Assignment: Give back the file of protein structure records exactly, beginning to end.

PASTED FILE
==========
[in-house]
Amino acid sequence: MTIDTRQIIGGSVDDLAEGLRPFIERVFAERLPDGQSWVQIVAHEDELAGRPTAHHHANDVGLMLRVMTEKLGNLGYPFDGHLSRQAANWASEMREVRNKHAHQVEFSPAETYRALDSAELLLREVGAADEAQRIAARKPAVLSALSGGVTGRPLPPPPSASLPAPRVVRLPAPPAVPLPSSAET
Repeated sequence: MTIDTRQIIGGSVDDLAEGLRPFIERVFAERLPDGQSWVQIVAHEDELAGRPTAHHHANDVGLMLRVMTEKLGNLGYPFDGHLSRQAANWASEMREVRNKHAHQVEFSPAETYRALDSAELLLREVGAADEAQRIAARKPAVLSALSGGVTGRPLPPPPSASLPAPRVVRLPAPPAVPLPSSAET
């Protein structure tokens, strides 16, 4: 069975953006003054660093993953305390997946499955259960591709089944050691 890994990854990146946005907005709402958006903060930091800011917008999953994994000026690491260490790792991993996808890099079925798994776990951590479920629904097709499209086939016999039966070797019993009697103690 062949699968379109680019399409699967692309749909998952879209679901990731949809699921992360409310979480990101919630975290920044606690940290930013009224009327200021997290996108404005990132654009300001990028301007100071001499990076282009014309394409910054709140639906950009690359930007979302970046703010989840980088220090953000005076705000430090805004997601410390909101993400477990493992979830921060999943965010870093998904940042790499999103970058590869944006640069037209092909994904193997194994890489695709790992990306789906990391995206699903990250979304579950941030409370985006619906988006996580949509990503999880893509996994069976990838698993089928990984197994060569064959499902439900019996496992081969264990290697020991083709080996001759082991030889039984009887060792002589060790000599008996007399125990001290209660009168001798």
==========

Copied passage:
[in-house]
Amino acid sequence: MTIDTRQIIGGSVDDLAEGLRPFIERVFAERLPDGQSWVQIVAHEDELAGRPTAHHHANDVGLMLRVMTEKLGNLGYPFDGHLSRQAANWASEMREVRNKHAHQVEFSPAETYRALDSAELLLREVGAADEAQRIAARKPAVLSALSGGVTGRPLPPPPSASLPAPRVVRLPAPPAVPLPSSAET
Repeated sequence: MTIDTRQIIGGSVDDLAEGLRPFIERVFAERLPDGQSWVQIVAHEDELAGRPTAHHHANDVGLMLRVMTEKLGNLGYPFDGHLSRQAANWASEMREVRNKHAHQVEFSPAETYRALDSAELLLREVGAADEAQRIAARKPAVLSALSGGVTGRPLPPPPSASLPAPRVVRLPAPPAVPLPSSAET
């Protein structure tokens, strides 16, 4: 069975953006003054660093993953305390997946499955259960591709089944050691 890994990854990146946005907005709402958006903060930091800011917008999953994994000026690491260490790792991993996808890099079925798994776990951590479920629904097709499209086939016999039966070797019993009697103690 062949699968379109680019399409699967692309749909998952879209679901990731949809699921992360409310979480990101919630975290920044606690940290930013009224009327200021997290996108404005990132654009300001990028301007100071001499990076282009014309394409910054709140639906950009690359930007979302970046703010989840980088220090953000005076705000430090805004997601410390909101993400477990493992979830921060999943965010870093998904940042790499999103970058590869944006640069037209092909994904193997194994890489695709790992990306789906990391995206699903990250979304579950941030409370985006619906988006996580949509990503999880893509996994069976990838698993089928990984197994060569064959499902439900019996496992081969264990290697020991083709080996001759082991030889039984009887060792002589060790000599008996007399125990001290209660009168001798």